In the past few days, the idea of bringing in new blood to the main parties' front benches has been sorely tested.

  • When Gordon Brown put Sir Digby Jones into the new DBERR (which is the new name for the DTI), a lot of Labour people were a bit sniffy. It is now clear that while the soon-to-be-ennobled knight and ex-CBI leader will accept the government whip in the Lords, he will not join the Labour Party itself. I was under the mistaken impression that this was against our own Party rules (but I'm sure that they will be changed / ignored if it is).

  • As I noted earlier here the Tories are about to bring in Sayeeda Warsi to cover 'community cohesion', but she's got form. As usual, my comment is massively put to shame by Unity, who has comprehensively gone into her history and since brought up some recent developments

  • If you followed the first link in the previous point, you'll see that Unity has also dug into the past of Dame Pauline Neville-Jones (link repeated here). Seems like the time she spent as Chair of the Joint Intelligence Committee was a total of 5 weeks, but it's the time after that which is of interest - pushing for appeasement of Slobodan Milosevic's Serbia at Dayton followed by a lucrative time working with Lord Hurd at NatWest brokering major deals with, umm, Slobodan Milosevic's Serbia until the downfall of the warmongering nationalist president put an end to the give-aways. Apparently the US diplomats nicknamed her 'Dame Neville-Chaimberlain' in 1996.
In all three cases, the appointee is unelected and will get a peerage in order to do their job. Even if they are only in their party post for a short while, their tenure in the Lords would be for life, barring some major impropriety on their part.

In all three cases, there is the potential for major clashes with the rest of their new colleagues (perhaps Dame Neville-Jones will fit in pretty well though with the Tories). I know that we need to bring in views from outside the political ghetto, but I think that in these cases the approach will backfire.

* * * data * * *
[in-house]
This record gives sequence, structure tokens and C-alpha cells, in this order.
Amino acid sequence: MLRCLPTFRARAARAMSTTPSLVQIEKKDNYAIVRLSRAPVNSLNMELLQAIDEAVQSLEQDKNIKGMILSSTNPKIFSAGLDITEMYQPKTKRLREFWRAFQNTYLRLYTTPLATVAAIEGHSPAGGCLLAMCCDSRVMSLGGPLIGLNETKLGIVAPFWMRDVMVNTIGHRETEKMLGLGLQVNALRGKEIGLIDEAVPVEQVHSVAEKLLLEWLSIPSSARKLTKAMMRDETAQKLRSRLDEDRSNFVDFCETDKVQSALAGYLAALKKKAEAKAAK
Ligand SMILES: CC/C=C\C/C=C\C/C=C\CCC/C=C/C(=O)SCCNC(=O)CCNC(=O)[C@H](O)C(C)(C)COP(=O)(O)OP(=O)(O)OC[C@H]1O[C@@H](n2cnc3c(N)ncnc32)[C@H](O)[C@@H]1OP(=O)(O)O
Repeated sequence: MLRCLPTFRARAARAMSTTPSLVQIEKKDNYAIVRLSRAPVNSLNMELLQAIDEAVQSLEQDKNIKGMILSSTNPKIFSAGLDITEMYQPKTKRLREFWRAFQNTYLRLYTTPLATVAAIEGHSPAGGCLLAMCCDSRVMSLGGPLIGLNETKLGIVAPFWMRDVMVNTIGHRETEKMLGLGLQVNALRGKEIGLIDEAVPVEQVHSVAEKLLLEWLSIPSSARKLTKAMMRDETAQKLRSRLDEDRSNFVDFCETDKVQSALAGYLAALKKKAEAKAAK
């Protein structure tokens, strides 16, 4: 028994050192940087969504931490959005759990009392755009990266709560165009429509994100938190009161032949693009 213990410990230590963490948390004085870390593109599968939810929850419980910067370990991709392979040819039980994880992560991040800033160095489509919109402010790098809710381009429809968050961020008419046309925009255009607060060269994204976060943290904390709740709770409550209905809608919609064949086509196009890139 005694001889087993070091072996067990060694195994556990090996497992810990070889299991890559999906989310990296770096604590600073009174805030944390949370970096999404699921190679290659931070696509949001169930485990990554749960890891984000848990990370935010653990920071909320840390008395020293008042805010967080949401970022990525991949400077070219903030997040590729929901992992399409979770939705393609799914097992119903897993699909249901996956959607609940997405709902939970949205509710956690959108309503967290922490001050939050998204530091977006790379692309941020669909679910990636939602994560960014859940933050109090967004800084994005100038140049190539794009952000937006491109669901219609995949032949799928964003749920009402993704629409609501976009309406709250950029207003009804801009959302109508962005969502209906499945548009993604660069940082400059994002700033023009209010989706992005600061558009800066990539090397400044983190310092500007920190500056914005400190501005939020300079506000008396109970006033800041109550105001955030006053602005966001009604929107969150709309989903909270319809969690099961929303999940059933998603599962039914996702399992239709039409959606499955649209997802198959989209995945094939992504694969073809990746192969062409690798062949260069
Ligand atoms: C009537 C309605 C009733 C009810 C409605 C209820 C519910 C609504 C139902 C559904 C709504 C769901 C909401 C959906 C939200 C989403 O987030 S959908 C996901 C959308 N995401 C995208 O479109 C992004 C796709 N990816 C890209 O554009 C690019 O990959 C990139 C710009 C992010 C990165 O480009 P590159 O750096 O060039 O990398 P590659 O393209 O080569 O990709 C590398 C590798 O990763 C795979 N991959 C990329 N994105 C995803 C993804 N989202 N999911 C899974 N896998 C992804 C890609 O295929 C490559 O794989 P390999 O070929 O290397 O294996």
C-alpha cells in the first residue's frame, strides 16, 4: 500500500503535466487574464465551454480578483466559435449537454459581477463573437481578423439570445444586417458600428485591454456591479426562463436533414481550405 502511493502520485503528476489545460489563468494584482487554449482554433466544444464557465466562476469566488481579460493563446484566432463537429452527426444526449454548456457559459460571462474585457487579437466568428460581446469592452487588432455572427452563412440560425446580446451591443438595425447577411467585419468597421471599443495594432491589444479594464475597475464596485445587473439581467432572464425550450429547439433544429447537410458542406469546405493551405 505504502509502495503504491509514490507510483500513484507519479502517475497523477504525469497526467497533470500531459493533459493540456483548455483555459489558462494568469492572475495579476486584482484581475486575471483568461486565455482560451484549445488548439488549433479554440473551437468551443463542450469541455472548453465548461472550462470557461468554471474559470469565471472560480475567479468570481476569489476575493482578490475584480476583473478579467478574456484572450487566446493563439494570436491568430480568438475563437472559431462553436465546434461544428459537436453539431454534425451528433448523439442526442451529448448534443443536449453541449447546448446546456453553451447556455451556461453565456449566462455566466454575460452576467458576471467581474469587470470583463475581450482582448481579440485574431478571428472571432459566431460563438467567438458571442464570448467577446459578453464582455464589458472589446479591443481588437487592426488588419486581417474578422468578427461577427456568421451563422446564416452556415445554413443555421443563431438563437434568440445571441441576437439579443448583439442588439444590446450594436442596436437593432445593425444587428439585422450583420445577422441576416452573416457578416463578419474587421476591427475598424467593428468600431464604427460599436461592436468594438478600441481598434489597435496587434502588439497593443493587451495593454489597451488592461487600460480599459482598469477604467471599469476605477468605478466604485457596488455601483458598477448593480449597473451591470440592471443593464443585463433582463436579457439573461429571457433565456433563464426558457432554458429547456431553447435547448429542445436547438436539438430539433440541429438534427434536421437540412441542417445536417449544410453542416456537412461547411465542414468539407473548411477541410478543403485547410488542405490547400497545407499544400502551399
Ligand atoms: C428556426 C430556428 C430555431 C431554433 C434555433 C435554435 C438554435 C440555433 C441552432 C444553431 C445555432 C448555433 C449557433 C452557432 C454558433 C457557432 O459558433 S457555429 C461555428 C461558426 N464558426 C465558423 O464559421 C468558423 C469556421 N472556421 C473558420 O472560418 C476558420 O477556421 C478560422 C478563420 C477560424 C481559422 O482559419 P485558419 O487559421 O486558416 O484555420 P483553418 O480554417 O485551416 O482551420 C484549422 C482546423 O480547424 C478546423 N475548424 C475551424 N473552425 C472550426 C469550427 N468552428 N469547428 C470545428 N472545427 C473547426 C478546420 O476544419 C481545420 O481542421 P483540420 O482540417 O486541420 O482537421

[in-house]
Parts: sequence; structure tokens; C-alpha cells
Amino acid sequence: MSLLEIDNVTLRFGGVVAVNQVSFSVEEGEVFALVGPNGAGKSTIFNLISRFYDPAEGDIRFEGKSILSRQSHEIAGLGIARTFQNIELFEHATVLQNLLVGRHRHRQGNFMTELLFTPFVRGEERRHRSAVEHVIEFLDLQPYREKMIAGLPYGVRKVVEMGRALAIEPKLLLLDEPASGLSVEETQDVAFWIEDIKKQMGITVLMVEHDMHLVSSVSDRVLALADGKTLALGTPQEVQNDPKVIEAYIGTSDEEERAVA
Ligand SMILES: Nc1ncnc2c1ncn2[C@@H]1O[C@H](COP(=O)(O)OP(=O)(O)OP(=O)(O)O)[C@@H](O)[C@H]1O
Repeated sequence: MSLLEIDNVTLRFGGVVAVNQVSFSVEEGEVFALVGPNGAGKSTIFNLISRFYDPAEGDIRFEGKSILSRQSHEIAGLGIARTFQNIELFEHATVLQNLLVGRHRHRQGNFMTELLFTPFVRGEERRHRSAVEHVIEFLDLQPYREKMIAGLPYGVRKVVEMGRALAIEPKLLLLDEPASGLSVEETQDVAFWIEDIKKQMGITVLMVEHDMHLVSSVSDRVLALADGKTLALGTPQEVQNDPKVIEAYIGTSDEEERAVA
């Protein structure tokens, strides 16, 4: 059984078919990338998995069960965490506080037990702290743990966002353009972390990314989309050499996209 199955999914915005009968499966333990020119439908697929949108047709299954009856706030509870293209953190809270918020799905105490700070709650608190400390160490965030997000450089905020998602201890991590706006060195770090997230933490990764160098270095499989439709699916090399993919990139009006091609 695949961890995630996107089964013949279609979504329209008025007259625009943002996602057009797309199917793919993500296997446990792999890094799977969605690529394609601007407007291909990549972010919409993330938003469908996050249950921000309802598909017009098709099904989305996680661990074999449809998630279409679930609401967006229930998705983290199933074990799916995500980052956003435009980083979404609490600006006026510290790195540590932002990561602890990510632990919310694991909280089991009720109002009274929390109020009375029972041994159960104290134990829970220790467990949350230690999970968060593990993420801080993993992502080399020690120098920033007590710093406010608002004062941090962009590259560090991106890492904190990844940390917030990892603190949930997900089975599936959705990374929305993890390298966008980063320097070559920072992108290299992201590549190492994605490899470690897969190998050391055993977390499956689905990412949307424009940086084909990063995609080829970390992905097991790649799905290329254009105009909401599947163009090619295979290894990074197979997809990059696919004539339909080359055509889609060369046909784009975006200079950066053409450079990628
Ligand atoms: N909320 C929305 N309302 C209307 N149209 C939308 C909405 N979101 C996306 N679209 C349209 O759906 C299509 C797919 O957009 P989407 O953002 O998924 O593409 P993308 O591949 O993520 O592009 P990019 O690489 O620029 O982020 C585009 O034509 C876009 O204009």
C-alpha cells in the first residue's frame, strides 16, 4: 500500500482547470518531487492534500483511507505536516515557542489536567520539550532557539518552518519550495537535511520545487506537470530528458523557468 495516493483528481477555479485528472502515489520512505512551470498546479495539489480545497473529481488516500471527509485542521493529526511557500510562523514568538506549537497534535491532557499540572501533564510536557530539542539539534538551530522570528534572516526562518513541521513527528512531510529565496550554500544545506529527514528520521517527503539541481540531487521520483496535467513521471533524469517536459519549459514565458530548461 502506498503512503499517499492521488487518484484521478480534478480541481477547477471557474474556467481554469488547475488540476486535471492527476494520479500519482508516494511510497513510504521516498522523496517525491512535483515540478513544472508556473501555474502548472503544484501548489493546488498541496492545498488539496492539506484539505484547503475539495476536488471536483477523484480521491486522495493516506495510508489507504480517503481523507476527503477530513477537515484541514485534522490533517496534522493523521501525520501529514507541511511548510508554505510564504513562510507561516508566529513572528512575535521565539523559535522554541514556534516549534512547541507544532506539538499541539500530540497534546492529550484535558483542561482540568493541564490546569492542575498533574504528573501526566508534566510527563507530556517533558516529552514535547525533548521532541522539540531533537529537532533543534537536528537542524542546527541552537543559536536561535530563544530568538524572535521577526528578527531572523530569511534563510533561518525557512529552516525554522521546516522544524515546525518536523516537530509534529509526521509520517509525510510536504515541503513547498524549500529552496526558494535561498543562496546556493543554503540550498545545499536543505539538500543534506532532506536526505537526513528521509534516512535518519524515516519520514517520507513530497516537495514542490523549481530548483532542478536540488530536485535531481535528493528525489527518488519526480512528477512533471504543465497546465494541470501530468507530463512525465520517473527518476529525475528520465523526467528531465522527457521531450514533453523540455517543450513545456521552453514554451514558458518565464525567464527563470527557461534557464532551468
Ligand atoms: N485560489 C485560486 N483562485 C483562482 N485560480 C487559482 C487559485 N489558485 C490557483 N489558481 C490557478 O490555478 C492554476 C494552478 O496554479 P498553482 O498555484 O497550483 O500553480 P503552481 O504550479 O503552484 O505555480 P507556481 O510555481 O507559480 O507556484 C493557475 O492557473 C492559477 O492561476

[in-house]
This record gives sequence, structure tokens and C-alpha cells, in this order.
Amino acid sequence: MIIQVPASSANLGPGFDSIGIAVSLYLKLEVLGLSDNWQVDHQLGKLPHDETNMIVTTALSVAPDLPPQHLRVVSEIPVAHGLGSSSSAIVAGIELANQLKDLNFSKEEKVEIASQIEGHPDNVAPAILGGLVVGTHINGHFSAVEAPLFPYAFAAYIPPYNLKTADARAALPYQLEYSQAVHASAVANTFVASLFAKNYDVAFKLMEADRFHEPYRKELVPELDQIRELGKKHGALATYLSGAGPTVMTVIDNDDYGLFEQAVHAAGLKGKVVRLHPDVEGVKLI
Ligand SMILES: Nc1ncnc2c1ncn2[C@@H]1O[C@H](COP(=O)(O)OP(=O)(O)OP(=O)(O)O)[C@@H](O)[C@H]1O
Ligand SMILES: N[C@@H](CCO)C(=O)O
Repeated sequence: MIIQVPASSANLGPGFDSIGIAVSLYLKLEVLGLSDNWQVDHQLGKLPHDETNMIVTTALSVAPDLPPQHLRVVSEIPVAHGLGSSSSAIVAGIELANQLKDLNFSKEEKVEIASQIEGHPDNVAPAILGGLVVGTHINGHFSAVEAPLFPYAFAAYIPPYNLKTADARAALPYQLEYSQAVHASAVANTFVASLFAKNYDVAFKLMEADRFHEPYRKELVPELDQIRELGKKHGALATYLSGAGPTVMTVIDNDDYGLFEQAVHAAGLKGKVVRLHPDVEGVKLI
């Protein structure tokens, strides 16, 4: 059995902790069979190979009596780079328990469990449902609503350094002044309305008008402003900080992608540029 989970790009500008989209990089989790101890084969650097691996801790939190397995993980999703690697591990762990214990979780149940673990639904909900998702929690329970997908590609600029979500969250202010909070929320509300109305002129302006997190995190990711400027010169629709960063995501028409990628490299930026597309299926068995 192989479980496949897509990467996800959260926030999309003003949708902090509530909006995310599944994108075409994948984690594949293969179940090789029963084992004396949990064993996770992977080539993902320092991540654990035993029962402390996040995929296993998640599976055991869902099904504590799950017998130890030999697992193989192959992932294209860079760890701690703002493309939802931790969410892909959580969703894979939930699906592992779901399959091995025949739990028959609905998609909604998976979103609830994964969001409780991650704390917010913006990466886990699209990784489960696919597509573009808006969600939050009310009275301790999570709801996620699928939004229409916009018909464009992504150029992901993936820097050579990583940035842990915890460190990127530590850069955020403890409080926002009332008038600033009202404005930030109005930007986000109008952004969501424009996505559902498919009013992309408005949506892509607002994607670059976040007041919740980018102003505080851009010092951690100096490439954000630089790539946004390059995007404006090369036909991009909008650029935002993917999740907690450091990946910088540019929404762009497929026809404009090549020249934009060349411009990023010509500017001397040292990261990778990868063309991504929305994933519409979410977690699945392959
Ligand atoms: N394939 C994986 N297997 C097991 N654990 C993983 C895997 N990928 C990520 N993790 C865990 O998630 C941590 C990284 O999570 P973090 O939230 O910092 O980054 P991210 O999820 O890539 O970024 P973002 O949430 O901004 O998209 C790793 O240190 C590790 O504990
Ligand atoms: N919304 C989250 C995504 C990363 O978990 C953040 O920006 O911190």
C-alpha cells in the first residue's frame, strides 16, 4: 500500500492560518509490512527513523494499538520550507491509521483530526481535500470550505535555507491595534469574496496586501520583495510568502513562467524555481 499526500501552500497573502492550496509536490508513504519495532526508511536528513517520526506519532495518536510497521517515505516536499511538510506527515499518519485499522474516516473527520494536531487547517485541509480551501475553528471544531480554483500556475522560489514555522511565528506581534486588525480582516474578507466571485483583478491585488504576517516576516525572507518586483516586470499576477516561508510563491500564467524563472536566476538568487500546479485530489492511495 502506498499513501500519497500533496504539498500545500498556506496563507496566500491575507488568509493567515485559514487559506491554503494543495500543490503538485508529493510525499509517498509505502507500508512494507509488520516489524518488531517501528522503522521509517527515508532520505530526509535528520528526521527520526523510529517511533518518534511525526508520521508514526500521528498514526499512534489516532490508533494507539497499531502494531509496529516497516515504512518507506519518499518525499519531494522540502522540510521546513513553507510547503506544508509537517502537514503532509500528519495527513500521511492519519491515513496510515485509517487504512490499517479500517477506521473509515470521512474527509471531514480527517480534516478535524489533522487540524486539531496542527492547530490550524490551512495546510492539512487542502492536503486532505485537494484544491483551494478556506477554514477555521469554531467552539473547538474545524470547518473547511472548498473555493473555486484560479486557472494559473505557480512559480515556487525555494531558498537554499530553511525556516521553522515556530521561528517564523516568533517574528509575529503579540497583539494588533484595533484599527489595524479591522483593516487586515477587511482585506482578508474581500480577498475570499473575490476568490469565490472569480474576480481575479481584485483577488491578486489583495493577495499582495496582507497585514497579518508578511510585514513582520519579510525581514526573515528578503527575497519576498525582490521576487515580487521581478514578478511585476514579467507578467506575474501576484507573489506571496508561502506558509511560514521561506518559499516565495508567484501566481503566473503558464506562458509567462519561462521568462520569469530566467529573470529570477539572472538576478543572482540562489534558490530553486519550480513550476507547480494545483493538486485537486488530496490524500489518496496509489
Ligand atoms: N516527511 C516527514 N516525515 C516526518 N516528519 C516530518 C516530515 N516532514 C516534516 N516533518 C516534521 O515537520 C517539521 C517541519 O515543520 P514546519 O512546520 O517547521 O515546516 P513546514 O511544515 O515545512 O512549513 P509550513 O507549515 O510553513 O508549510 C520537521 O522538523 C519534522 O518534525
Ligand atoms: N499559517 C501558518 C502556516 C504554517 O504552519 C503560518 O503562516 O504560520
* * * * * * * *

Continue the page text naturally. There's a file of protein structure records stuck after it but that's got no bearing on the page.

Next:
Tuesday, July 03, 2007

People will insist that this doesn't happen

MCB condemns terrorism & calls for people to help the policeSecretary General Muhammad Abdul Bari said:

"Those who seek to deliberately kill or maim innocent people are the enemies of us all. There is no cause whatsoever that could possibly justify such barbarity."

Can't argue with that, can we. However, I bet you that I read in the next few days several people saying things like "so where are all the 'moderate' muslims who are publicly disassociating themselves from terrorists" or even "with the silence from the muslim community, are all of them in sympathy with the bombers?".

Monday, July 02, 2007

Tories just like the SWP?

Cosying up with moralistic muslims, I mean. New Gold Dream looks into the past of new 'Community Cohesion' Shadow Cabinet member Sayeeda Warsi. She likes Tory policy because of the homophobia and uptightness about sex education. She's also been quoted in the Times making numbers up concerning detention of terrorist suspects and stirring up tensions in Yorkshire:

She had believed that her detention statistics were correct at the time she wrote the Awaaz article, she said, adding: “I don’t believe that I have to justify everything I write, line by line and word by word.

“It may offend people sometimes but I will speak from the heart and speak the truth. And if speaking the truth is upsetting community relations, then I hold my hands up to that."

So, she may spout rubbish, and it may upset community relations, but she believes in the essential truth of it. I wonder how much 'truth' she will speak in her new role?

Still she was on the Cameron A-list for Commons seats, but the latest elevation will mean she gets a peerage instead. So yet another person will get a seat in the House of Lords and to serve on a front bench without ever having been democratically elected (yes, I know that the same is true of government ministers, and I'm no happier about that)

[hat tip:]

Frank of Horsham loses his job

Another story concerning the nearby town of Horsham...

Francis Maude has been sacked as Chairman of the Tory Party. At the same time David 'Two Brains' Willets has been moved away from the Schools brief. That is understandable, as it was a suggestion by him to continue current Party policy concerning Grammar schools caused a major stir (because the 'old guard' thought that the policy from over 30 years ago was still in place, despite the Thatcher government seeing more grammars close than any other).

But what has Frank done, or not done, to deserve his fate? Will he be able to spend more time with the currently moribund* 'Campaign for Pease Pottage Hospital'?

*moribund in that it appears to have done nothing for over six months apart from be used as a leafleting campaign by the local Tories. They haven't even updated their 'Proposal Document' to correct the spelling mistakes yet, let alone unveil any more of the plans, which we were told were a mere matter of a bit of effort on the part of Henry Smith and Francis Maude